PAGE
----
5. You can avoid from being declared dangerous by Google
Google is ensuring that all websites that show up on its search engine have an SSL certification indicated by the https:// in their website addresses. This is being done with the help of the red font color which is appearing on the link of non-secure websites in the form of http://. This red color warns the visitors to your website that it is not secure enough for sharing sensitive data. This can ruin your credibility online. SSL certification is a necessity for e-commerce websites specifically because of the transactions that are carried out.
The general advice is if you want your small business to perform well on online , you need to get an SSL certification as soon as possible.
We advise ALL our clients to get SSL certificates as soon as possible.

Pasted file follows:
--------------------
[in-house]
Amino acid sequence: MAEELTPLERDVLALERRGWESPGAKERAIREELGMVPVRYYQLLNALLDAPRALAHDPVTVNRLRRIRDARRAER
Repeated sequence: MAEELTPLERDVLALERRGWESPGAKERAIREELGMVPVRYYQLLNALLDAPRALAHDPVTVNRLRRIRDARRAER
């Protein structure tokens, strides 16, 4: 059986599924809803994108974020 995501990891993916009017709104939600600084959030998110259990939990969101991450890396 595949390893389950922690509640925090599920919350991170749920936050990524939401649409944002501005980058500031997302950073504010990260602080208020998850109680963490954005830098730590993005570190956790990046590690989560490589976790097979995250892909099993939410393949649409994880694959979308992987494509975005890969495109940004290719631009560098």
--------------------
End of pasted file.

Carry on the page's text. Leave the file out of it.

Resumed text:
Contact us if you need help. In many cases, they are free.
You told us that you'd like a few hours with us, working on getting clients by using social media. Repeatedly in some cases (you know who you are!). So, very happily, we are running two 2-hour sessions this coming Thursday in Danderyd.
You can expect the sessions to provide:
For more information, click here or get in touch with us. If you want to join us but can't make it this Thursday, let us know and we'll see what we can do.
This topic comes up more and more at the moment. It is perhaps because social media has changed the marketing landscape back into a personal connection between buyer and seller and well away from the advertising model of reaching, impersonally, many-with-one message.
So, let's look at where we came from, to see what we can apply again now:
The change to this way of doing business came much earlier than you may think - with the start of printing in the mid-1400s! This took us into the era of mass marketing which remains still today in the form of websites. We aren't suggesting you shouldn't have a website - of course they have such an important role in business but let's now look at where social media has brought us: